Fortunately, the plot is compelling as well. Doctor Sleep presents Dan Torrance’s story as a meditation on struggling not to become our parents, of the cycle of addiction, and of confronting the terrible pasts we’ve spent our lives trying to escape. Abra represents the next generation, and how we make the world better by making our children better; as we eschew some of the mistakes our moms and dads made, we can help the young avoid our own. The True Knot, the villainous band of itinerant soul-suckers, are the modern problems the kids face, a sort of updated version of those from our childhoods (the ghosts from the Overlook); they’re at once different from and the same as what terrorized Dan – think schoolyard bullies evolving into Twitter trolls – and he can teach Abra how to overcome them. As a horror film, Doctor Sleep is scary and unsettling, with an atmosphere of dread that, while not as horrifying as that of The Shining, is consistently unsettling. In terms of the book, the movie is about as different as Kubrick’s The Shining was from King’s, so even if you’ve read the novel, there are plenty of surprises. Some changes are for the worse (why bother getting Bruce Greenwood to play Dr. John if he’s going to be in the film for about three minutes?), some are better (I prefer the climax in the movie, which is stunning), but mostly, they’re just different interpretations of Doctor Sleep.
The actors sell the story as much as the direction. No one need be told how terrific Ewan McGregor is, and he delivers another excellent performance as Dan Torrance. His Dan feels like a haunted man, always having the pain and fear with which the Overlook left him in his eyes, even when on a drinking binge. There are clever details MacGregor brings to the performance as well; for example, he speaks with just a slight rasp, the way a recovering alcoholic might after years of hard drinking. Equally good is newcomer Kyliegh Curran as Abra, the little girl who has to grow up faster than any child should. She captures the lighthearted fun Abra had in the book, and she talks in a speedy conversational style when relaying important information, just like a girl her age would. She also conveys Abra’s sadistic streak (something of which I wish the movie made more) and her desire to punish evil. She and McGregor bounce off each other well, and Abra drawing out Dan’s conscience and protective instinct feels natural because of their ease with each other. Rebecca Ferguson plays the third main character, Rose the Hat, leader of the True Knot, and she’s wonderful, at turns creepy, seductive, and more human than you would think a monster like Rose would seem. In the few movies in which I’d previously seen her, Ferguson was fine, but nothing spectacular; in Doctor Sleep, she comes alive and is a villain worthy of these protagonists and this world. Unlike the book, the movie is a three-person show, with most of the other characters playing smaller roles, combined with others, or simply excised. Cliff Curtis is the only one of real consequence, and he communicates the warmth and loyalty of Billy Freeman with little screentime. I don’t want to say much about some of the minor characters, but they’re all well cast too.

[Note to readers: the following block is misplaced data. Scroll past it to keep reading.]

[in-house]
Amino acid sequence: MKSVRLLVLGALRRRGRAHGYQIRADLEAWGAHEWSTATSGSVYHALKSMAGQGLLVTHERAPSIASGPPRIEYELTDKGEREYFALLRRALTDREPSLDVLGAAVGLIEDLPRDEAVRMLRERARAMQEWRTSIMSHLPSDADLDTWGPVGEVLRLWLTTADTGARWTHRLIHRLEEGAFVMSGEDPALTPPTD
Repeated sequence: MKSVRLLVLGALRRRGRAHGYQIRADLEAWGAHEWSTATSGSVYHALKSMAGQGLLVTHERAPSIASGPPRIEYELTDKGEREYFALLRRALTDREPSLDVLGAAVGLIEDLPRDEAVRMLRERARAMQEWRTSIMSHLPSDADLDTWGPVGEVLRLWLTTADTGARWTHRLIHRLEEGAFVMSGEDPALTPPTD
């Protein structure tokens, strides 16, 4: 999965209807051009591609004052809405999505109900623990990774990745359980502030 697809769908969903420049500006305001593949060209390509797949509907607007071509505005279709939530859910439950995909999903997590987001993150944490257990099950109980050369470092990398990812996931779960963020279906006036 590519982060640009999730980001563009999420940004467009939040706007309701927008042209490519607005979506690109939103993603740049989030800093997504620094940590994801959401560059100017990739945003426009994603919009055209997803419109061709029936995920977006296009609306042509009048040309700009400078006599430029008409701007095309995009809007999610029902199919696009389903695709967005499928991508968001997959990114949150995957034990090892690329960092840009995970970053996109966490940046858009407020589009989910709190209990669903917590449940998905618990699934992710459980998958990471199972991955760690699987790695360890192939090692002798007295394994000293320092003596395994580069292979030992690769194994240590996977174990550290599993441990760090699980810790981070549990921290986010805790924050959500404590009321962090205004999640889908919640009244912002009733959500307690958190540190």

Doctor Sleep is a joyous success, a satisfying continuation of the journey Danny Torrance began in The Shining, and an unsettling horror movie in itself. The camerawork and music are exceptional, the acting is superb, and the story fits well with its predecessor. It’s a shame this movie isn’t being released for Halloween, and moviegoers have to settle for that killer app movie; Doctor Sleep would’ve been the perfect spine-tingler for All Hallows’ Eve.